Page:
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Santa Carolina Reserva de Familia Carmenere 2012
A great match for Indian lamb curry, rack of lamb with rosemary and garlic.
From the time that he transplanted the first vines to the virgin Chilean landscape, an unmatched tradition of excellence in wine making began. From that day forward, the name Viña Santa Carolina became a symbol of excellence in winemaking, both in Chile and throughout the world. And the vineyards would remain for all time as a tribute to their enduring love.
The original wine cellar of Viña Santa Carolina is now a national monument and Santiago's only standing building constructed of cal y canto, a mixture of egg white and limestone that was once the city's trademark. Some of the original vinestocks are still yielding vintage wine today - a rare feat, credited to Chile's natural geographical protection from the phylloxera plague that has periodically ravaged the vineyards of France and California. Thus, Viña Santa Carolina's classic varietals boast some of the world's longest pedigrees.
Touching the Pacific in the west and stretching up into the Andes on its eastern side, the Rapel Valley is one of the more substantial fine red wine producing regions of Chile and contains both the Colchagua Valley in its south and west and the Cachapoal in its north and east. While it is recognized for its exceptional warm-climate reds, the region does produce some fine Pinot noir and Sauvignon blanc on its coastal side.
Some of the country’s finest Cabernet Sauvignon comes from the Rapel’s Andean foothills—with significant individualized smaller zones already identified. Soils here are mixtures of loam, clay, and sand; Cabernet Sauvignon, Carmenère, and Merlot are the most prolific varieties throughout the region.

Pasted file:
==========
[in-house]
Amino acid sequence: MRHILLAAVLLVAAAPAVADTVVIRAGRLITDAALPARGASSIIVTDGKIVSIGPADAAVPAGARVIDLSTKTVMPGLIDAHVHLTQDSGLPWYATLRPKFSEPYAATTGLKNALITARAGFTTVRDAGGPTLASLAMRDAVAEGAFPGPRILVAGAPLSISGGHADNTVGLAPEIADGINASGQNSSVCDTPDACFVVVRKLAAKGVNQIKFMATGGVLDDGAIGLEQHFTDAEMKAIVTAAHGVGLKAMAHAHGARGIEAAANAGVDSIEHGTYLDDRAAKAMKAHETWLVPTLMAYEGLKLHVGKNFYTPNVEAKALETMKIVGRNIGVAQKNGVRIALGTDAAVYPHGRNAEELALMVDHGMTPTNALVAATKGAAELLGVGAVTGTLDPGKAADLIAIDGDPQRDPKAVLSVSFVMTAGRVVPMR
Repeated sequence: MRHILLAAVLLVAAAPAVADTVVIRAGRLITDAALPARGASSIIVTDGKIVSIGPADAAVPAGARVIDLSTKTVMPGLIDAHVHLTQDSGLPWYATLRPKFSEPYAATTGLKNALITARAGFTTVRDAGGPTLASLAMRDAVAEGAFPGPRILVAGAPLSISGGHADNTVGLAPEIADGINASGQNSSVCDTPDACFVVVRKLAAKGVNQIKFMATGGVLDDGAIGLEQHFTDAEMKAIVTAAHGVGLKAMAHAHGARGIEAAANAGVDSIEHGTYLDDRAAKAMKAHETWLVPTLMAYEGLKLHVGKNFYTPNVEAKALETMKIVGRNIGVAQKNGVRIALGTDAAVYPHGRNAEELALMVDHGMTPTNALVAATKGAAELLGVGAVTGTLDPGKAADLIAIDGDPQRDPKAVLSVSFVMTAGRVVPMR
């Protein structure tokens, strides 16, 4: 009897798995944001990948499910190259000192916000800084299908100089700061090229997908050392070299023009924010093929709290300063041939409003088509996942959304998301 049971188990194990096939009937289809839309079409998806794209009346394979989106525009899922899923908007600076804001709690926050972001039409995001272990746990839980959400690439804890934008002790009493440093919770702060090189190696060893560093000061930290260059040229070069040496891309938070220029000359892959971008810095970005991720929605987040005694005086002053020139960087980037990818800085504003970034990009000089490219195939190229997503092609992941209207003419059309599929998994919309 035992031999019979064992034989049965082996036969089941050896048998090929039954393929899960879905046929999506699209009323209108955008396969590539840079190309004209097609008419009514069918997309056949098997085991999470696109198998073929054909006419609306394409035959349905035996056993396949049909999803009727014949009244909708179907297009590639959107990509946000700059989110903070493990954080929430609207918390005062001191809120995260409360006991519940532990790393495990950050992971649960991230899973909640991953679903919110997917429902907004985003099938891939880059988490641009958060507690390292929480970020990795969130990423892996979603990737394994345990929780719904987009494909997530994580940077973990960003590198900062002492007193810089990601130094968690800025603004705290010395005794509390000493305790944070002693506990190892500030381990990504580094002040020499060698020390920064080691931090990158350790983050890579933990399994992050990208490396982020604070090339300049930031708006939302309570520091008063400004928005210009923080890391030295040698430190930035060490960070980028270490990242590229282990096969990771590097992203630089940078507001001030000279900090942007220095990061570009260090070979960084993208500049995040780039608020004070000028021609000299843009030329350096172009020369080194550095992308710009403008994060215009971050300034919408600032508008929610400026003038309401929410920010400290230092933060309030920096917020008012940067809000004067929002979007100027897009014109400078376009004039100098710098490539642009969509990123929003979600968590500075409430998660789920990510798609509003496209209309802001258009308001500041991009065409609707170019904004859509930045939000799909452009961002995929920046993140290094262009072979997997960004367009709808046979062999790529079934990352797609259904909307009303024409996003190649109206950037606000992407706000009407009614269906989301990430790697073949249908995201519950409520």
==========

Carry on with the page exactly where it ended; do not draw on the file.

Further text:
Dark, full-bodied, and herbaceous with a spicy kick, Carménère has found great success in Chile, far from its birthplace of Bordeaux. Although Carménère once accompanied Malbec and Petit Verdot as a minor blending grape in Bordeaux, it is now virtually extinct there, though it has been thriving since the mid-nineteenth century in Chile. Originally mistaken for Merlot, it is now successful of its own accord and plantings continue to increase. It is bottled both on its own and as part of Bordeaux-inspired blends.
In the Glass
If not fully ripe, Carménère is often marked by a green, herbaceous character (think green bell pepper and green peppercorn), and expresses flavors of red berry and black pepper when just ripe. With additional hangtime at the end of harvest, it is reminiscent more of blackberry, blueberry, and dark plum, with rich and savory notes of chocolate, coffee, smoke, and soy sauce.
Carménère can easily overpower lighter fare, but makes a great match for a hearty steak or barbecued red meat. It can also work well with white meat when prepared with a richer sauce such as mole.
Perhaps Carménère’s herbal character can be explained in part by familial relations—due to the strange nature of grapevine breeding, Carménère is both a progeny and a great-grandchild of the similarly flavored Cabernet Franc.